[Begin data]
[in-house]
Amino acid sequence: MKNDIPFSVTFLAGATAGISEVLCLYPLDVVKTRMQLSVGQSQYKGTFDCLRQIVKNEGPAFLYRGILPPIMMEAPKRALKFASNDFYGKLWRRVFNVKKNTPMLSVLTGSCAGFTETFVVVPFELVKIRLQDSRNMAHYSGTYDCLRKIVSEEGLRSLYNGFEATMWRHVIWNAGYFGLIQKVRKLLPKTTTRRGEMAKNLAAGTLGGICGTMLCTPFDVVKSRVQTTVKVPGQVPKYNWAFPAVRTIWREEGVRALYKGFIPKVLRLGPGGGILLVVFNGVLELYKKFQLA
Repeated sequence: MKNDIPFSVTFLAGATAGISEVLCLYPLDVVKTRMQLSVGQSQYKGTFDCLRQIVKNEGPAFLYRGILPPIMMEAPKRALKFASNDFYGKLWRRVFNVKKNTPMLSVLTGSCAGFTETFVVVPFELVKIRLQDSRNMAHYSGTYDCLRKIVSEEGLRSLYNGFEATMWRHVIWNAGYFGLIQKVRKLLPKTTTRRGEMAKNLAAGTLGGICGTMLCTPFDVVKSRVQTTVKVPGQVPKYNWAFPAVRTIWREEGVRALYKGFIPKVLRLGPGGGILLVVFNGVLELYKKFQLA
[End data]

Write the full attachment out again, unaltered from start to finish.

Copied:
[in-house]
Amino acid sequence: MKNDIPFSVTFLAGATAGISEVLCLYPLDVVKTRMQLSVGQSQYKGTFDCLRQIVKNEGPAFLYRGILPPIMMEAPKRALKFASNDFYGKLWRRVFNVKKNTPMLSVLTGSCAGFTETFVVVPFELVKIRLQDSRNMAHYSGTYDCLRKIVSEEGLRSLYNGFEATMWRHVIWNAGYFGLIQKVRKLLPKTTTRRGEMAKNLAAGTLGGICGTMLCTPFDVVKSRVQTTVKVPGQVPKYNWAFPAVRTIWREEGVRALYKGFIPKVLRLGPGGGILLVVFNGVLELYKKFQLA
Repeated sequence: MKNDIPFSVTFLAGATAGISEVLCLYPLDVVKTRMQLSVGQSQYKGTFDCLRQIVKNEGPAFLYRGILPPIMMEAPKRALKFASNDFYGKLWRRVFNVKKNTPMLSVLTGSCAGFTETFVVVPFELVKIRLQDSRNMAHYSGTYDCLRKIVSEEGLRSLYNGFEATMWRHVIWNAGYFGLIQKVRKLLPKTTTRRGEMAKNLAAGTLGGICGTMLCTPFDVVKSRVQTTVKVPGQVPKYNWAFPAVRTIWREEGVRALYKGFIPKVLRLGPGGGILLVVFNGVLELYKKFQLA